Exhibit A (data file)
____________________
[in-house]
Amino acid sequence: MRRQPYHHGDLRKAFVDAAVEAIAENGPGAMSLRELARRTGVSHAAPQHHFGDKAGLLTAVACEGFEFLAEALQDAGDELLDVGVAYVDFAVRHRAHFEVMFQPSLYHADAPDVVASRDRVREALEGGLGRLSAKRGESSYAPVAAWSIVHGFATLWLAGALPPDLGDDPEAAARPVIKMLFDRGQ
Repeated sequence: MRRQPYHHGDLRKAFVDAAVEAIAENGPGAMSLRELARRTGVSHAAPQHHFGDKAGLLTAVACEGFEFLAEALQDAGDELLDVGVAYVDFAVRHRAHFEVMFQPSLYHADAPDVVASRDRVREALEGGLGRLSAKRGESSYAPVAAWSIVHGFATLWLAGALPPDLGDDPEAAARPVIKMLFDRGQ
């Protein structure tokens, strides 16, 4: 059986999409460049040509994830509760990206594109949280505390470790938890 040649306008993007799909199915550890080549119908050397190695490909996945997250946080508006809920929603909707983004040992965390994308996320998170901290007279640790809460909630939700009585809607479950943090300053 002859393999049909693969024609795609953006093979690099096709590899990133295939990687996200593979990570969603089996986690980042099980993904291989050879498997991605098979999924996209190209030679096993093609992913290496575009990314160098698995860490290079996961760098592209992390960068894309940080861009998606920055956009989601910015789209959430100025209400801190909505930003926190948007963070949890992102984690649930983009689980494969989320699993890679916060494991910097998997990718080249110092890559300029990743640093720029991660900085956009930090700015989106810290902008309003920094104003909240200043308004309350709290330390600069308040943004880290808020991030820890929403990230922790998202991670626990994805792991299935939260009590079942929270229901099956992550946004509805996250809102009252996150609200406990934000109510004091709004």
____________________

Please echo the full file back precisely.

[in-house]
Amino acid sequence: MRRQPYHHGDLRKAFVDAAVEAIAENGPGAMSLRELARRTGVSHAAPQHHFGDKAGLLTAVACEGFEFLAEALQDAGDELLDVGVAYVDFAVRHRAHFEVMFQPSLYHADAPDVVASRDRVREALEGGLGRLSAKRGESSYAPVAAWSIVHGFATLWLAGALPPDLGDDPEAAARPVIKMLFDRGQ
Repeated sequence: MRRQPYHHGDLRKAFVDAAVEAIAENGPGAMSLRELARRTGVSHAAPQHHFGDKAGLLTAVACEGFEFLAEALQDAGDELLDVGVAYVDFAVRHRAHFEVMFQPSLYHADAPDVVASRDRVREALEGGLGRLSAKRGESSYAPVAAWSIVHGFATLWLAGALPPDLGDDPEAAARPVIKMLFDRGQ
């Protein structure tokens, strides 16, 4: 059986999409460049040509994830509760990206594109949280505390470790938890 040649306008993007799909199915550890080549119908050397190695490909996945997250946080508006809920929603909707983004040992965390994308996320998170901290007279640790809460909630939700009585809607479950943090300053 002859393999049909693969024609795609953006093979690099096709590899990133295939990687996200593979990570969603089996986690980042099980993904291989050879498997991605098979999924996209190209030679096993093609992913290496575009990314160098698995860490290079996961760098592209992390960068894309940080861009998606920055956009989601910015789209959430100025209400801190909505930003926190948007963070949890992102984690649930983009689980494969989320699993890679916060494991910097998997990718080249110092890559300029990743640093720029991660900085956009930090700015989106810290902008309003920094104003909240200043308004309350709290330390600069308040943004880290808020991030820890929403990230922790998202991670626990994805792991299935939260009590079942929270229901099956992550946004509805996250809102009252996150609200406990934000109510004091709004």